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Please note that the information on this page is based on the EMCDDA Annual report 2010: the state of the drugs problem in Europe. Most statistical data relate to the year 2008 (or the last year available).

 
 

Drug situation in Europe
Drug-related infectious diseases and drug-related deaths

Published: 10 November 2010

Drug-related infectious diseases

Infectious diseases such as HIV and hepatitis B and C are among the most serious health consequences of drug use. Even in countries where HIV prevalence in injecting drug users is low, other infectious diseases including hepatitis A, B, C and D, sexually transmitted diseases, tuberculosis, tetanus, botulism, anthrax and human T-lymphotropic virus may disproportionately affect drug users. The EMCDDA is systematically monitoring HIV and hepatitis B and C infection among injecting drug users (1).

HIV and AIDS

By the end of 2008, the rate of reported new HIV diagnoses among injecting drug users has remained low in most countries of the European Union, and the overall EU situation compares positively in a global context (ECDC and WHO-Europe, 2009; Wiessing et al., 2009). This may, at least partly, follow from the increased availability of prevention, treatment and harm-reduction measures, including substitution treatment and needle and syringe programmes (Wiessing et al., 2009). Other factors, such as the decline in injecting drug use that has been reported in some countries, may also have played an important role. Nonetheless, in some parts of Europe, data suggest that HIV transmission related to injecting drug use continued at relatively high rates in 2008, underlining the need to ensure the coverage and effectiveness of local prevention practice.

Trends in HIV infection

Data on reported newly diagnosed cases related to injecting drug use for 2008 suggest that infection rates are still generally falling in the European Union, following the peak in 2001–02, which was due to outbreaks in Estonia, Latvia and Lithuania (2). In 2008, the overall rate of newly diagnosed infections among injecting drug users in the 23 EU Member States for which national data are available was 2.6 cases per million population, down from 3.7 per million in 2007 (3). Of the four countries reporting the highest rates of newly diagnosed infections (Estonia, Latvia, Lithuania, Portugal), all continued their downward trend, with a marked decline in Estonia and Latvia ('Figure 12: Trends in newly reported HIV infections in injecting drug users in four EU Member States reporting high rates of infection'). In Estonia, the decrease was from 86 cases per million in 2007 to 27 in 2008, and in Latvia from 62 cases per million in 2007 to 44 per million in 2008.

Overall, marked increases in newly diagnosed HIV infection among injecting drug users have not been observed between 2003 and 2008, and reported rates remain low. However, in Bulgaria, the rate for injectors accelerated from 0.0 new cases per million population in 2003 to 6.8 per million in 2008, whereas in Sweden a peak at 6.7 cases was observed in 2007, suggesting a continued potential for HIV outbreaks among injecting drug users.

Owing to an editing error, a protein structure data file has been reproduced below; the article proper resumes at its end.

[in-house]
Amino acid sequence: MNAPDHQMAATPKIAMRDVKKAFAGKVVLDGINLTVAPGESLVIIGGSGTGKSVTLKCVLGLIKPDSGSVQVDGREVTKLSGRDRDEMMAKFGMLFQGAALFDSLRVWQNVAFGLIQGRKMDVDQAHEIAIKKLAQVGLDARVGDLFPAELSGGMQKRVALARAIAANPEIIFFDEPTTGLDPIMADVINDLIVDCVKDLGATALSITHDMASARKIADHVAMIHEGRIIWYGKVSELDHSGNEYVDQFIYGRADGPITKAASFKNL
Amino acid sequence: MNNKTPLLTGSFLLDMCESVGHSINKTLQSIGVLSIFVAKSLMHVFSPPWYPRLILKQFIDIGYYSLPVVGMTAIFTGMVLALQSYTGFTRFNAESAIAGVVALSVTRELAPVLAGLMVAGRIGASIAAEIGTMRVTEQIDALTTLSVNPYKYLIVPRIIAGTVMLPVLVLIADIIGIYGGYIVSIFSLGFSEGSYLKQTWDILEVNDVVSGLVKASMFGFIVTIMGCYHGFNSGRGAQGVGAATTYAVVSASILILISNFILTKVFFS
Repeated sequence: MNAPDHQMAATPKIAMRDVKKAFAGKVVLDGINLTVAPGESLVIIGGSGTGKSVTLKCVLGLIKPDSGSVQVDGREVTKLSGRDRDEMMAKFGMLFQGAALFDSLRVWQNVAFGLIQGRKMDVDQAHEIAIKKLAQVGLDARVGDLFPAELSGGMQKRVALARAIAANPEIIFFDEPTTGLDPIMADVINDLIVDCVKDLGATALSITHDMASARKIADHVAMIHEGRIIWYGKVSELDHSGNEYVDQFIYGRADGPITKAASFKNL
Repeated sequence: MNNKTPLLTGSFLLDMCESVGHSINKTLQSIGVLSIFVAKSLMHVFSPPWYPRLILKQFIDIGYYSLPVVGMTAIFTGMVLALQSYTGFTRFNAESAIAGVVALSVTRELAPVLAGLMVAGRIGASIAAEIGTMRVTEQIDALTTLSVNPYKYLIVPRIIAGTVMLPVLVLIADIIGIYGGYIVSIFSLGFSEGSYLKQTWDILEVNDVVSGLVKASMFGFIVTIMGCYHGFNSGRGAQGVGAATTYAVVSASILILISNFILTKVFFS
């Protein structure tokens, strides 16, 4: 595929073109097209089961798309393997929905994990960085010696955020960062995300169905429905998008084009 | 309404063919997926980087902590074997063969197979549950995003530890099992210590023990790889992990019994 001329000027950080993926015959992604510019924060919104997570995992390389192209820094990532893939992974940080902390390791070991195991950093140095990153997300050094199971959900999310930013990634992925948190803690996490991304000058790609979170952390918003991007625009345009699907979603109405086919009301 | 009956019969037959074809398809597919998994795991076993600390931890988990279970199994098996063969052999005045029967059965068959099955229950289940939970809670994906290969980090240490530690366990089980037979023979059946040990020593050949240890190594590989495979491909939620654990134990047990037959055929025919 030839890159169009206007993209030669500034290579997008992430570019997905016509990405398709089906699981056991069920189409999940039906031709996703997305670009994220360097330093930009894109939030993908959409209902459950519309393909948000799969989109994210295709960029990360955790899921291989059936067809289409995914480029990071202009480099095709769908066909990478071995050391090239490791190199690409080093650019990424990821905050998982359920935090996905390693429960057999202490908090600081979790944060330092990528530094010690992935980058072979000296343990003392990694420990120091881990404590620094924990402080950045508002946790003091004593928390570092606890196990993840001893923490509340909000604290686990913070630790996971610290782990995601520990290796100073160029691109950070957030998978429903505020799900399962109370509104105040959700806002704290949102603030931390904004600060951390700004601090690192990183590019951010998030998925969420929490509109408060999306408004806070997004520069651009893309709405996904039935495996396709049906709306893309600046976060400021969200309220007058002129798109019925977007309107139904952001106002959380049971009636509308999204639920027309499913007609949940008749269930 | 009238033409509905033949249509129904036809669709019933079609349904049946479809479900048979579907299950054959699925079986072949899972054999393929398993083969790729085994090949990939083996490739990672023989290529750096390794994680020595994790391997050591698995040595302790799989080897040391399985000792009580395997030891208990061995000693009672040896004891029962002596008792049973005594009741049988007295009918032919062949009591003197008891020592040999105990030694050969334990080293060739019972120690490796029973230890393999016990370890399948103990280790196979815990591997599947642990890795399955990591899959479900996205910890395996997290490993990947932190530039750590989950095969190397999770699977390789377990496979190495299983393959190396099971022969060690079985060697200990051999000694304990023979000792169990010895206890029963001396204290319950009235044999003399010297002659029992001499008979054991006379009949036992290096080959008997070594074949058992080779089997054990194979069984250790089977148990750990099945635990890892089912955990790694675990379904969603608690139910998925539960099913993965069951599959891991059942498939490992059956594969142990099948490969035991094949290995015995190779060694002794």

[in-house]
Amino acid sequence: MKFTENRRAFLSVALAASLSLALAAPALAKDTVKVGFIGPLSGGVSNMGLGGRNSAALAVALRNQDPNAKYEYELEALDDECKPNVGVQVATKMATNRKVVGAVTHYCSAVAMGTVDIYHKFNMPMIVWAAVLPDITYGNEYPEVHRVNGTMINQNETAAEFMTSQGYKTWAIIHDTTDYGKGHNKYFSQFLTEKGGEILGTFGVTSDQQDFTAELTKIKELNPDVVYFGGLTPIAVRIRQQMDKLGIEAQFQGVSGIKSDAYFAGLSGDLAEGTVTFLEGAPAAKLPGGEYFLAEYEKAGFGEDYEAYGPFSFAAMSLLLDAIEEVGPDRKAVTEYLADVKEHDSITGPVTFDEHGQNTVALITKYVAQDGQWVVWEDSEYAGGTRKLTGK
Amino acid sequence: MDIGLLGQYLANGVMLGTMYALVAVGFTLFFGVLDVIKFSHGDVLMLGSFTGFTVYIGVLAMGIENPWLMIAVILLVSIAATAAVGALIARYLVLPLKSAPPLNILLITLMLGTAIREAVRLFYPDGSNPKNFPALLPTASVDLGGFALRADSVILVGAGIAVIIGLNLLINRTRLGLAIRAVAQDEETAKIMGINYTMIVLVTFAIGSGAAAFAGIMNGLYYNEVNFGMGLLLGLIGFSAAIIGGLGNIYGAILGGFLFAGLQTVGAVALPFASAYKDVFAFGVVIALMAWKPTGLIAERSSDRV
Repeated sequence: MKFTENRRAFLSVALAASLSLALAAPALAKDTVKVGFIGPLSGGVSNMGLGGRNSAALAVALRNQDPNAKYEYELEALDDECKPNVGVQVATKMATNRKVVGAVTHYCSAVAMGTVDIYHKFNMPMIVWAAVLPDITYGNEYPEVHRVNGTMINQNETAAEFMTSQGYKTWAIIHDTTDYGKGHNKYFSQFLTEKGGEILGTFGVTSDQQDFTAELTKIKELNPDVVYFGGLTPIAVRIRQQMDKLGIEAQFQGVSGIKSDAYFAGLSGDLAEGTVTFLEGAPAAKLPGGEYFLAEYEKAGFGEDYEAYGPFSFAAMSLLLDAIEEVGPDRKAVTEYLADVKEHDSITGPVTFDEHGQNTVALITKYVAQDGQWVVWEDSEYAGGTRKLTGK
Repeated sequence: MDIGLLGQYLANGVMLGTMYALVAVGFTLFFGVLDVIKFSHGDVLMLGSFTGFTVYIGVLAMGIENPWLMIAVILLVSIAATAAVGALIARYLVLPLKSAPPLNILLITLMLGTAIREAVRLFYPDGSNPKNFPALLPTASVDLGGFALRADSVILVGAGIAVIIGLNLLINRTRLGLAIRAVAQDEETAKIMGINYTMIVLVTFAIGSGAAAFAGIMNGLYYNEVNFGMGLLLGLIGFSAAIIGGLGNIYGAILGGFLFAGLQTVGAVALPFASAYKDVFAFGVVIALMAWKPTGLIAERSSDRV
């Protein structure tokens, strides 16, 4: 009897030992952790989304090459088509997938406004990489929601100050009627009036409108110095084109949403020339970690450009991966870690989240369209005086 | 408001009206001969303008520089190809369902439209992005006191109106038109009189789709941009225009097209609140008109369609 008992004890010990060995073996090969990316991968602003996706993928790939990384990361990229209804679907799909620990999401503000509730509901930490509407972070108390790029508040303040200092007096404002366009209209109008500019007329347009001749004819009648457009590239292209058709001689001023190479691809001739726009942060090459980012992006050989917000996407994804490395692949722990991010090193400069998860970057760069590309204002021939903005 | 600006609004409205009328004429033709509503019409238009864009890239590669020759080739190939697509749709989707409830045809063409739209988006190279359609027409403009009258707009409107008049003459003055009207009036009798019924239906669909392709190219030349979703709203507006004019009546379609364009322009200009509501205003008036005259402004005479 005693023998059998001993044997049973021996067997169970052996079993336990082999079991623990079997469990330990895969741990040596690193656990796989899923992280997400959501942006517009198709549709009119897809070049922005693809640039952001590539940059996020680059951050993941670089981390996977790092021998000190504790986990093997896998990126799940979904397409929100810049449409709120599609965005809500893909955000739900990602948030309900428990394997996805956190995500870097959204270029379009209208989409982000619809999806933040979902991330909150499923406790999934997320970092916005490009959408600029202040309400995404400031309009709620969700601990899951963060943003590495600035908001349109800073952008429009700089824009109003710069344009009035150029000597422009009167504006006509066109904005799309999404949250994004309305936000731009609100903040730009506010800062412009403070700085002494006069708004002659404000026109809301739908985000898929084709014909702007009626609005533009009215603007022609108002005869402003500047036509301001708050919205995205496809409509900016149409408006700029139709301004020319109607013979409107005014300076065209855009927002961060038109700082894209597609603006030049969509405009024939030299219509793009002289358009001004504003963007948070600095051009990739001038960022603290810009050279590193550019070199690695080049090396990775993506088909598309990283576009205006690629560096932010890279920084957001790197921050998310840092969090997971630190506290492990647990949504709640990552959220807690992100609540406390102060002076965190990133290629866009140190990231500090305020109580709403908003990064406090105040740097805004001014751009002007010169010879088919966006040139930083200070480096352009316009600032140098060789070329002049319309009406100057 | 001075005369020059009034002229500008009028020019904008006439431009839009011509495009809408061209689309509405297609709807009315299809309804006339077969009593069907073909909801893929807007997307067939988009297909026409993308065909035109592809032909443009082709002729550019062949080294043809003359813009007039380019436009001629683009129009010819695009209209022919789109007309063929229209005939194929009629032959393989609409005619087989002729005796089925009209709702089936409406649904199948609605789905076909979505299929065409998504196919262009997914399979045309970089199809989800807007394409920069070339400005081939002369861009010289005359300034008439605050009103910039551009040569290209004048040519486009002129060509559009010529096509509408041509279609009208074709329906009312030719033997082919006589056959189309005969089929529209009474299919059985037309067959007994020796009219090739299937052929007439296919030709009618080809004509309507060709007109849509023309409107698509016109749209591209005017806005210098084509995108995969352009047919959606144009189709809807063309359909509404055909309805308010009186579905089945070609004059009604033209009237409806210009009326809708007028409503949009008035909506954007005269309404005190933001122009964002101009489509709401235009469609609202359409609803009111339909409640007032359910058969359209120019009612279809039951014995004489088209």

Trend data from HIV prevalence monitoring in samples of injecting drug users are an important complement to data from HIV-case reporting. Prevalence data are available from 24 countries over the period 2003–08 (4). In 16 countries, HIV prevalence remained unchanged. In seven countries (Bulgaria, Spain, France, Italy, Poland, Portugal, Norway) HIV prevalence showed decreases, six of these being based on national samples, while in France the trend is based on data from five cities. Regional increases were reported in three countries: in Bulgaria (Sofia); in Italy, in two out of 21 regions, and in Lithuania (Vilnius). There is however a downward trend in the newly diagnosed cases of HIV infection among injecting drug users in these three countries.

The comparison of trends in newly reported infections related to injecting drug use with trends in HIV prevalence among injecting drug users suggests that the incidence of HIV infection among injecting drug users is declining in most countries at national level.

Despite rapidly declining trends, the rate of reported new HIV diagnoses in 2008 related to injecting drug use is still high in Latvia (44 cases per million population), Estonia (27), Portugal (20.7) and Lithuania (12.5), suggesting that transmission is still occurring among injecting drug users in these countries.

Further indications of ongoing HIV transmission in recent years are provided by reports of prevalence levels of over 5% among young injecting drug users (samples of 50 or more injecting drug users under age 25) in several countries: Estonia (two regions, 2005), France (five cities, 2006), Latvia (one city, 2007), Lithuania (one city, 2006) and Poland (one city, 2005) (5). Though caution is needed, as some of the sample sizes are small, the data show statistically significant increases in HIV prevalence among young injectors between 2003 and 2008 in Belgium (Flemish Community) and Bulgaria, whereas declines can be seen in Sweden and Spain. Data on HIV prevalence in new injectors (injecting less than two years) further support a likely decrease in this group in Sweden (6).

AIDS incidence and access to HAART

Information on the incidence of AIDS, though not a good indicator of HIV transmission, can be important for showing the new occurrence of symptomatic disease. High incidence rates of AIDS may indicate that many injecting drug users infected with HIV do not receive highly active antiretroviral treatment at a sufficiently early stage in their infection to obtain maximum benefit from the treatment. A recent review confirms that this may still be the case in some EU countries (Mathers et al., 2010).